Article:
But the agency, which learned of the breach on 31 May, said none of the image data had been identified “on the dark web or internet”.
US law enforcement agencies argue that facial recognition systems enhance border security and help to catch criminals.
But there are growing concerns they may infringe privacy and increase the risk of identity theft.
Senator Ron Wyden told the Washington Post: “If the government collects sensitive information about Americans, it is responsible for protecting it – and that’s just as true if it contracts with a private company.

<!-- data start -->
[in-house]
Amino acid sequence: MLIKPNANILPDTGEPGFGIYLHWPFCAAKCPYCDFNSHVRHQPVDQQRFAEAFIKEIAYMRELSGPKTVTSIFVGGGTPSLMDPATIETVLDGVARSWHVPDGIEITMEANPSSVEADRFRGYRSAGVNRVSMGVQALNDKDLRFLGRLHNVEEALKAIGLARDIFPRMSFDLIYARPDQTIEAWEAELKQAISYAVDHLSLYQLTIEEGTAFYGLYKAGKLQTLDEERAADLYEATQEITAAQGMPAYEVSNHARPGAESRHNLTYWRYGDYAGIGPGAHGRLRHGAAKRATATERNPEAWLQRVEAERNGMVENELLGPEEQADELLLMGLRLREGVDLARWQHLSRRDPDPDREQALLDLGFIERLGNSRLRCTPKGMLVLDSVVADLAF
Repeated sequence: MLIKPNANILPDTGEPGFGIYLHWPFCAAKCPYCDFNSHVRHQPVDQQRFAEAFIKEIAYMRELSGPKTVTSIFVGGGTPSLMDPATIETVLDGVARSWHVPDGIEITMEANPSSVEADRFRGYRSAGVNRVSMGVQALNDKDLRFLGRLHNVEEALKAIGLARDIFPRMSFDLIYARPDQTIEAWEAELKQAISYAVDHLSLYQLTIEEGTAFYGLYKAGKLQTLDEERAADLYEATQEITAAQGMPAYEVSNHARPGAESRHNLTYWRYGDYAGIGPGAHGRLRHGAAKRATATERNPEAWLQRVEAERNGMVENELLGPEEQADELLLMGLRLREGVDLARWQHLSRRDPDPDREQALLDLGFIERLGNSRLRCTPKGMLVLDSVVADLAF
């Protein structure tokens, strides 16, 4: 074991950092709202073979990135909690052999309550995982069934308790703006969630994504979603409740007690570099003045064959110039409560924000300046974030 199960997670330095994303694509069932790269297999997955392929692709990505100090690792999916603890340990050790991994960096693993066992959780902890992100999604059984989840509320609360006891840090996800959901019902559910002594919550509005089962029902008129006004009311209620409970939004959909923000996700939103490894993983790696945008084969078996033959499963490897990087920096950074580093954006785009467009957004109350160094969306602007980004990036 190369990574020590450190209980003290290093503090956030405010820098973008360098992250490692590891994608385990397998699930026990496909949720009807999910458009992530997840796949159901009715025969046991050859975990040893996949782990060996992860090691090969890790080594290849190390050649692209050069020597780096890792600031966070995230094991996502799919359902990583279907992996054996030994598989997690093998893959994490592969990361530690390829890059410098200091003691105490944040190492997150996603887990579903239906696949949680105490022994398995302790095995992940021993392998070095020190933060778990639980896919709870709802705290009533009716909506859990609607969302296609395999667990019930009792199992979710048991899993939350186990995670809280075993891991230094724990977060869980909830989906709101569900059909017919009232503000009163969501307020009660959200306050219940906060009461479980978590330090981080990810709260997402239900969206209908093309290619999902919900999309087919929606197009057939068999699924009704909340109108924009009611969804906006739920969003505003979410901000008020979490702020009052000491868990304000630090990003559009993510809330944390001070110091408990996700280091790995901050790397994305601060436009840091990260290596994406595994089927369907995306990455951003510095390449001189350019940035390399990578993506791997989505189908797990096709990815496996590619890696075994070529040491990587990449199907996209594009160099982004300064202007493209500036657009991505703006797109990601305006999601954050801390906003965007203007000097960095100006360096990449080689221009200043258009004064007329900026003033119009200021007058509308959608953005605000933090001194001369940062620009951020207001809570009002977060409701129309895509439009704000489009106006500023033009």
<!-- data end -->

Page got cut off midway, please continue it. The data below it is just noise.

“Anyone whose information was compromised should be notified by customs, and the government needs to explain exactly how it intends to prevent this kind of breach from happening in the future.”
Neema Singh Guliani, senior legislative counsel at the American Civil Liberties Union, said: “This breach comes just as CBP seeks to expand its massive face recognition apparatus and collection of sensitive information from travellers, including licence plate information and social media identifiers.
“This incident further underscores the need to put the brakes on these efforts and for Congress to investigate the agency’s data practices.”